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I have a simplex, n + 1 points in $\mathbb{R}^n$, which may have rank $r < n$.
Is there a cheap way of "inflating" it to rank $n$, changing a few, all but $r$, of the points ?

The points are also ordered, rows 1 2 3 $\dots$ in a matrix, and I'd like to keep as many of the leading rows as possible unchanged.

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up vote 1 down vote accepted

You are given a matrix with $ n + 1 $ rows (one for each point) and $ n $ columns. Without loss of generality we can say the first point is the origin, so the first row is all zeros and we delete it from the matrix to get a square $ n $ by $ n $ matrix $ A $.

Now you want to modify as few rows as possible of $ A $ so that the span of the rows of $ A $ is $ \mathbb R^n $. But the fundamental theorem of linear algebra says $$ \text{nulspace}(A) = (\text{span of rows}(A))^\perp = \text{image}(A^T)^\perp $$

So find a basis for the nulspace of $ A $, and for each vector you get replace one of the linearly dependent rows of $ A $ with that vector.

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Thanks @Andrew. Won't the result depend heavily on which row you subtract / add back at the end ? – denis Jun 14 '12 at 15:41

There are three possible ways to proceed that I can think of immediately.

  1. If you have no idea what the rank $r$ is for your given matrix, then of course you must perform the linear algebra: get your matrix into echelon form, isolate and replace the dependent rows, etc as outlined in Andrew's nice answer. This process is well known to be $O(n^3)$ in terms of time and exponentially nasty in terms of memory since the intermediate entries could get arbitrarily large.

  2. If you do know what $r$ is, then you could try a probabilistic approach: Choose $n-r$ rows at random (it seems that you would prefer to skew the choice so that you are more likely to choose rows further down in the matrix) and add a normally distributed fuzz factor to each entry in those chosen rows. This is extremely cheap computationally and the entries don't get too much larger than they already are, but of course it is not guaranteed to work. In case the rank of the fuzzed matrix is still smaller than $n$, go back to square one and repeat the process: it is still much cheaper than the first method.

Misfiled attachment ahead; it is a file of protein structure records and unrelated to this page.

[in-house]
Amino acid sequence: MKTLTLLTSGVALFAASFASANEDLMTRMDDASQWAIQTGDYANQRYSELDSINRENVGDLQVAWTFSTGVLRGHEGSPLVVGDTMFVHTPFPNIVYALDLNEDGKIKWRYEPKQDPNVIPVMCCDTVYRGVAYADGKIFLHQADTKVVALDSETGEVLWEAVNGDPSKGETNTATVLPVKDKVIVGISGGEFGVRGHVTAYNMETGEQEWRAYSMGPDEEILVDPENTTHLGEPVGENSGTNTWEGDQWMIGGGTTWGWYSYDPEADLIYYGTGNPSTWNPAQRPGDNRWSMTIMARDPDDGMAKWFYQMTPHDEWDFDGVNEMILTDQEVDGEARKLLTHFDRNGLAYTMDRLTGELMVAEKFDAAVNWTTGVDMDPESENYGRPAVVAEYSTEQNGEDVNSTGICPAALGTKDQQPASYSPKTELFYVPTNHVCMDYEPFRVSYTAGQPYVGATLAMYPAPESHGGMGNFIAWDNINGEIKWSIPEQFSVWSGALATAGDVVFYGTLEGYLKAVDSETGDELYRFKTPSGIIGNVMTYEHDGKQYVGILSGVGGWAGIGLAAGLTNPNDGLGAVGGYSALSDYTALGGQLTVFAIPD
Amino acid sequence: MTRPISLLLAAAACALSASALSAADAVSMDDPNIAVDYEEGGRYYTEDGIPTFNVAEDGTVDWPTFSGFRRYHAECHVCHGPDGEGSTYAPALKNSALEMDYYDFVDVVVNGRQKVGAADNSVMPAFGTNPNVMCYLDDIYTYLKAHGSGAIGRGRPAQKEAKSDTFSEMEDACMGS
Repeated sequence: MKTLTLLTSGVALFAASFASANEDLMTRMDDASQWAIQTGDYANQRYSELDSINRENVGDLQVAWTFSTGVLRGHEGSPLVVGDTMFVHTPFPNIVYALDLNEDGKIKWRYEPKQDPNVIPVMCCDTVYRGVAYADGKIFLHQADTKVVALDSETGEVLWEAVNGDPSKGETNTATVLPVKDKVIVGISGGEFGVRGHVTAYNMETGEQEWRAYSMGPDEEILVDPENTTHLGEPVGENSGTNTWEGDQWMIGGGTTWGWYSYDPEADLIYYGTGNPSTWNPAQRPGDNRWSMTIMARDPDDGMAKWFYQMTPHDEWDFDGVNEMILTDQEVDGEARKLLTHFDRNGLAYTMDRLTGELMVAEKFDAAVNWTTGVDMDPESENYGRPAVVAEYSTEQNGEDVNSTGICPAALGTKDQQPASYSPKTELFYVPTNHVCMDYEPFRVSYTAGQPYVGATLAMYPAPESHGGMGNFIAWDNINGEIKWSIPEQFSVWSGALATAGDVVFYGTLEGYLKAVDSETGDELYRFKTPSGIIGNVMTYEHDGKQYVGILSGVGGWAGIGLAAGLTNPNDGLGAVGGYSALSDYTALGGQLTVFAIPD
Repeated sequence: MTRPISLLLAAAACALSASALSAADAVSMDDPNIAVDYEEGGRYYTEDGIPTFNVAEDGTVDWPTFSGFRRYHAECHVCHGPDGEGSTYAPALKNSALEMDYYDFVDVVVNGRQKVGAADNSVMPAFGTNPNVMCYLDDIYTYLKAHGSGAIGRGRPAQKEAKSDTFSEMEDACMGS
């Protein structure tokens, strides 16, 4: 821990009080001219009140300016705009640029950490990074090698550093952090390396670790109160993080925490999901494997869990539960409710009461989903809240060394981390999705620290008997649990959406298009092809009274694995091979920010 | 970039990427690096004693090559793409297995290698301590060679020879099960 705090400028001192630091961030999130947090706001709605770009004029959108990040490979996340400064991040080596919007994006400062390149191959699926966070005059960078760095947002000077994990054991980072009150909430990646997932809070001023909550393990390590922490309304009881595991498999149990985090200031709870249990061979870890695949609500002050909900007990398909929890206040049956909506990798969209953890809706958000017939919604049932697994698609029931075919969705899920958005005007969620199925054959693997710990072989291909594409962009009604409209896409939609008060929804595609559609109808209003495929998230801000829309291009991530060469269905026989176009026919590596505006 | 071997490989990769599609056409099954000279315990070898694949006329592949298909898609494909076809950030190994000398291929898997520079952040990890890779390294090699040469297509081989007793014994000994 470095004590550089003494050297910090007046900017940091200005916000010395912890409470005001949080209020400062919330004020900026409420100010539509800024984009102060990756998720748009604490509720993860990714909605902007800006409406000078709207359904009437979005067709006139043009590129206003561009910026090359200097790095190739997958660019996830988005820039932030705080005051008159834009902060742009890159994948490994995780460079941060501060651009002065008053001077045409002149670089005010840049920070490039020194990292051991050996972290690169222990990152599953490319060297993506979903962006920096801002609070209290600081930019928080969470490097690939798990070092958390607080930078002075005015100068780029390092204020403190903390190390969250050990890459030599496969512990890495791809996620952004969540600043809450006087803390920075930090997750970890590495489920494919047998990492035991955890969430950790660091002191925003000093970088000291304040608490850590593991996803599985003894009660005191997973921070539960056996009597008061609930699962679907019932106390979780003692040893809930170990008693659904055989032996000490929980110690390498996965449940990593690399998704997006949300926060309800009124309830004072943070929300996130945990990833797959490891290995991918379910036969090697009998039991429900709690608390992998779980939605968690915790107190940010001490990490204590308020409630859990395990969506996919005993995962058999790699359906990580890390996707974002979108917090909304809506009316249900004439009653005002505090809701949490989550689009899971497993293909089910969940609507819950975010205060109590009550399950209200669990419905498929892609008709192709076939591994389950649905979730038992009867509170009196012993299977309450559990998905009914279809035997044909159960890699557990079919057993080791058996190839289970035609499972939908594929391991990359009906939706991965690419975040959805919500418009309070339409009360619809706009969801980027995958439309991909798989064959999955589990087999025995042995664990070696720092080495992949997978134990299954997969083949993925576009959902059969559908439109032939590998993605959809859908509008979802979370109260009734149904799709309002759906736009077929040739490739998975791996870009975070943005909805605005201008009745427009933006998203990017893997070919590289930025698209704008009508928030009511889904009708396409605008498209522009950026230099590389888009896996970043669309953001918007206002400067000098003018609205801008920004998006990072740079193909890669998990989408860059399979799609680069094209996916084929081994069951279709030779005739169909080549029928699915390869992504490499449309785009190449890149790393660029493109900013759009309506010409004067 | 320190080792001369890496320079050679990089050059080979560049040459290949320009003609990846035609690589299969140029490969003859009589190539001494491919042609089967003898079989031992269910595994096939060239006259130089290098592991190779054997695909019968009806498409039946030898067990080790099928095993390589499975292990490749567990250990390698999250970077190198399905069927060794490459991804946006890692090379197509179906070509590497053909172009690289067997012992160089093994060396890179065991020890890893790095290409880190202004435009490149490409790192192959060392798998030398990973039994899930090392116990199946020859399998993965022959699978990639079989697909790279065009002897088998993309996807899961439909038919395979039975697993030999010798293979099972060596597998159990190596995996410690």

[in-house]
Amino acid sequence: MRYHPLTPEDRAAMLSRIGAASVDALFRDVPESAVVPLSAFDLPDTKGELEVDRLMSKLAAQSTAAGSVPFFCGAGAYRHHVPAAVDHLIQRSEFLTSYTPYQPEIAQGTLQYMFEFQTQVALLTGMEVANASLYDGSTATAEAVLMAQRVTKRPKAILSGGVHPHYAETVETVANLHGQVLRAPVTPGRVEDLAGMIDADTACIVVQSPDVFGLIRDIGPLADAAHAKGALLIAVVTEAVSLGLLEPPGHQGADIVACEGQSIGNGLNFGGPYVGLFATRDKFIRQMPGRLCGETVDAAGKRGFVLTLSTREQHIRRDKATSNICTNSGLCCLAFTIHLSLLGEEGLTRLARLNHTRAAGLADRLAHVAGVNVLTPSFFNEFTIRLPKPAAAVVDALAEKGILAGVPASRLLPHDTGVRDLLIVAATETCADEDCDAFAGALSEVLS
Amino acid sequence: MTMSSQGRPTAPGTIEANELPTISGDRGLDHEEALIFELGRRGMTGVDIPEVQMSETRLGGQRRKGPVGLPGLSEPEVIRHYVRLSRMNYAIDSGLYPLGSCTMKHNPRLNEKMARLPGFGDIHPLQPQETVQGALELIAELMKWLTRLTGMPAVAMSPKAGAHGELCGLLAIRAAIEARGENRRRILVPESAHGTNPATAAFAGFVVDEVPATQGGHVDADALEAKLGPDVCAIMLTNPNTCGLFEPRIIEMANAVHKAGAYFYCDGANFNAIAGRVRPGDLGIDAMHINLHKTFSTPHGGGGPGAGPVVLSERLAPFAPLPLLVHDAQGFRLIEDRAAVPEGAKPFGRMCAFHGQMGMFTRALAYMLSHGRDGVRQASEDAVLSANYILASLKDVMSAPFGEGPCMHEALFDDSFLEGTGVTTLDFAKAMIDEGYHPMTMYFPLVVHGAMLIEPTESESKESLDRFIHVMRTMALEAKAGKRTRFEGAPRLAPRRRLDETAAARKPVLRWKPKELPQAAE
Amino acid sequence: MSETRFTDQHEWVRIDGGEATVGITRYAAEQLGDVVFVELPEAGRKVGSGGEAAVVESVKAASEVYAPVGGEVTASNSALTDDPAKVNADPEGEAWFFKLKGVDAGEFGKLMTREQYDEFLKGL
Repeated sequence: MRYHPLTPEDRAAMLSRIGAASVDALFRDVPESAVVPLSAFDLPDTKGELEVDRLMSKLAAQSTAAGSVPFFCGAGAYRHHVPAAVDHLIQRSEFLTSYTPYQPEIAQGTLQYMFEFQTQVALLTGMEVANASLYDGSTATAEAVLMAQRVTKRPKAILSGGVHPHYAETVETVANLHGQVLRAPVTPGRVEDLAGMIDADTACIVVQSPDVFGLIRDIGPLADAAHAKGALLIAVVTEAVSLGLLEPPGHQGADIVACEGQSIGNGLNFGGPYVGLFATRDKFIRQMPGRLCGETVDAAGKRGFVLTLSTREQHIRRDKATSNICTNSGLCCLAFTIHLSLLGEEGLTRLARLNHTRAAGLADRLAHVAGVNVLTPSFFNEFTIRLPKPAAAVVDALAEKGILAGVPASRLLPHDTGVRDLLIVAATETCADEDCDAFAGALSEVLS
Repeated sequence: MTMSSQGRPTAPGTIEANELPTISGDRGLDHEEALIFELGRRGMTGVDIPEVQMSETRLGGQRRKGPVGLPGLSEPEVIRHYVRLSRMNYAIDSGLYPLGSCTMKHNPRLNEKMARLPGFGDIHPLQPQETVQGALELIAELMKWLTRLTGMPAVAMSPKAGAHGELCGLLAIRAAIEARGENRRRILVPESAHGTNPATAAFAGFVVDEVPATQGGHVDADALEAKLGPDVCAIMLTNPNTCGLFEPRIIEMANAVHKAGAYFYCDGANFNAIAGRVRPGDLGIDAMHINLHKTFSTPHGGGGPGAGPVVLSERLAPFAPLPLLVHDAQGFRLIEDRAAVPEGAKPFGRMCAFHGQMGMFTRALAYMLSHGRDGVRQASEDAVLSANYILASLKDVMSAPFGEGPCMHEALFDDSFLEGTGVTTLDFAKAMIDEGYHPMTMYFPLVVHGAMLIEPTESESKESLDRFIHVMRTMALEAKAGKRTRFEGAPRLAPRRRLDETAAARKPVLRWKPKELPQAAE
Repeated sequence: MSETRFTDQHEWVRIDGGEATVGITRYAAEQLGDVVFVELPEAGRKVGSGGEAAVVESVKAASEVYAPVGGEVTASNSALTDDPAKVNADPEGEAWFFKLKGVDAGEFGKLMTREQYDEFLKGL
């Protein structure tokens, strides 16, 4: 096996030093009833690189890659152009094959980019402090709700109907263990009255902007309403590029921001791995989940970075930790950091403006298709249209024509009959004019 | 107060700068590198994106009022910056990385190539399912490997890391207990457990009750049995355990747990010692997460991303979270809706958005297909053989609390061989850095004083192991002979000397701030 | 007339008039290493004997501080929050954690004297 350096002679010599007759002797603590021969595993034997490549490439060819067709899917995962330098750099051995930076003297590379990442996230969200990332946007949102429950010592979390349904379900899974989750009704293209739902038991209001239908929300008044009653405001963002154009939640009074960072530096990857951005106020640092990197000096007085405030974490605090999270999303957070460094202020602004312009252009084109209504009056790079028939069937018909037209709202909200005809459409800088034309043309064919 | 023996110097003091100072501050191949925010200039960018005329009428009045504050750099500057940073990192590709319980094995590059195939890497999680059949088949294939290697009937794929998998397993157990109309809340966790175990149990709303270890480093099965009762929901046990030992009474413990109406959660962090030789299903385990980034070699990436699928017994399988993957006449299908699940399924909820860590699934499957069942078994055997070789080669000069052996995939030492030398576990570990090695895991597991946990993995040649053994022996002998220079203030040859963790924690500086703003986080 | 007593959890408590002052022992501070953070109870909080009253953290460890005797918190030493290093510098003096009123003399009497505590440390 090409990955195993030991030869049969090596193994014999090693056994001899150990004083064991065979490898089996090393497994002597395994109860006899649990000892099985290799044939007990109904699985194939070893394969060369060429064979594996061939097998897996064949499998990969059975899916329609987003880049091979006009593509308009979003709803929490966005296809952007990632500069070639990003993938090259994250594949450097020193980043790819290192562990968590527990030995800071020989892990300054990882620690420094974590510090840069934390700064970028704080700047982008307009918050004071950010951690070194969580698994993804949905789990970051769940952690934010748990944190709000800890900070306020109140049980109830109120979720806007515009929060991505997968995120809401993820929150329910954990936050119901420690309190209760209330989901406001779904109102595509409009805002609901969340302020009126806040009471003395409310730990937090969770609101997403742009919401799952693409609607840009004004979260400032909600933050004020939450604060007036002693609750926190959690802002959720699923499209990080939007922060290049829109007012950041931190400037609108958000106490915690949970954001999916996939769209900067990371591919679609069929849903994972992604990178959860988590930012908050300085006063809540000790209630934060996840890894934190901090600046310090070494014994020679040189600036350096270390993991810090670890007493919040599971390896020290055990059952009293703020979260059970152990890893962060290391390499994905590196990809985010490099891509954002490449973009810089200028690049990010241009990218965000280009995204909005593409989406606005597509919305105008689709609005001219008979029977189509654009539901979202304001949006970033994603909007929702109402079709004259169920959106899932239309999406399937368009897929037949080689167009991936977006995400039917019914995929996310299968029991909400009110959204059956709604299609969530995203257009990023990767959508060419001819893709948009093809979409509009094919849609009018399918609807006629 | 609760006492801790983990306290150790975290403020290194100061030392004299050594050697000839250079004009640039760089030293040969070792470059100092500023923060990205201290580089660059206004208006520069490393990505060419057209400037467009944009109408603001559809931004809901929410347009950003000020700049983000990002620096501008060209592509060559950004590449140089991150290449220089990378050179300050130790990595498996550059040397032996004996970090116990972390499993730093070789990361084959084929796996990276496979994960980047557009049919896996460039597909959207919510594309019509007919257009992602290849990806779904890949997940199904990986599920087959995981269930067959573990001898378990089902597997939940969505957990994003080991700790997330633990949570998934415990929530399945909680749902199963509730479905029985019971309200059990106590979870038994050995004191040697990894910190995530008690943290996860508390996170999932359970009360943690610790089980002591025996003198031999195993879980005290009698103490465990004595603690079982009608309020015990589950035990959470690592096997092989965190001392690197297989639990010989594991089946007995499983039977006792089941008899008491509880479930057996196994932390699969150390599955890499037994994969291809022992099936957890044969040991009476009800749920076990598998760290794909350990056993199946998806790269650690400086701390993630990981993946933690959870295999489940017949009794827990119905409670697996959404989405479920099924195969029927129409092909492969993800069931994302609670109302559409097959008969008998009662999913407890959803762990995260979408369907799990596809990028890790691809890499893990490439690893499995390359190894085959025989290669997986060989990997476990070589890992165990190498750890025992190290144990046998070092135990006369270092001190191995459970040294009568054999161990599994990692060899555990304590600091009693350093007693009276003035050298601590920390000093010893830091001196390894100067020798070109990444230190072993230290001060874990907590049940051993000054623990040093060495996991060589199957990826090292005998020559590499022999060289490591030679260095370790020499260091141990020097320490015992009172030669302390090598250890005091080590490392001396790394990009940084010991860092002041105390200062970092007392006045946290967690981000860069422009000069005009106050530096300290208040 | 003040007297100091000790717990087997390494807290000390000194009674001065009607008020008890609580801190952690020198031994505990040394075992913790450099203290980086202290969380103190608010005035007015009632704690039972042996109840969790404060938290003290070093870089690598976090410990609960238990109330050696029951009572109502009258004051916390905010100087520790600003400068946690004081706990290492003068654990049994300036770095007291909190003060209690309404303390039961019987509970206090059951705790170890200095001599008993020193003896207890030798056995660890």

3. If you have to do this computation with a billion different matrices then neither of the approaches above will satisfy you: the first is computationally untenable and the second is likely to fail now and again. In this case, maybe you want to perform symbolic gaussian elimination once and for all on an $n \times n$ matrix of symbols. This is very expensive but you only need to do it once. Now just "plug in" your billion $n \times n$ matrices one by one. If the rank is less than $n$ for any such matrix, you will know exactly which columns' pivots to change and exactly which entries in the original matrix contributed towards making those pivots zero.

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